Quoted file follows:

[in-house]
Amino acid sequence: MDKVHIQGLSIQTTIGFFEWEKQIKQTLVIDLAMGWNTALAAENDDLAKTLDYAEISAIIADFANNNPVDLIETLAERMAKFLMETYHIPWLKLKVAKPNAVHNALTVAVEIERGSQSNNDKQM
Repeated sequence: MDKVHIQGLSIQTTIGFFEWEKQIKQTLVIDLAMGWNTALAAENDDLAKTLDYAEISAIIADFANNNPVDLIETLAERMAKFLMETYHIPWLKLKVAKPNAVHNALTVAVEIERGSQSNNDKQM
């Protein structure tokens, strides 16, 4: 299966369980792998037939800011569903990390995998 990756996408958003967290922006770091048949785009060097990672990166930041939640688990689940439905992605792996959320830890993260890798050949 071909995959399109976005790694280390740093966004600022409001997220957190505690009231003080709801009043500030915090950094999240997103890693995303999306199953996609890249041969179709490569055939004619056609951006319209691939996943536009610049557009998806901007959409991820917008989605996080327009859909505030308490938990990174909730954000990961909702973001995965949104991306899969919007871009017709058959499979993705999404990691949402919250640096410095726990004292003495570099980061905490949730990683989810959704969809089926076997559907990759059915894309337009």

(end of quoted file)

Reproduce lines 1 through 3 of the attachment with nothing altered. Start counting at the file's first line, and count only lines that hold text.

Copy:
[in-house]
Amino acid sequence: MDKVHIQGLSIQTTIGFFEWEKQIKQTLVIDLAMGWNTALAAENDDLAKTLDYAEISAIIADFANNNPVDLIETLAERMAKFLMETYHIPWLKLKVAKPNAVHNALTVAVEIERGSQSNNDKQM
Repeated sequence: MDKVHIQGLSIQTTIGFFEWEKQIKQTLVIDLAMGWNTALAAENDDLAKTLDYAEISAIIADFANNNPVDLIETLAERMAKFLMETYHIPWLKLKVAKPNAVHNALTVAVEIERGSQSNNDKQM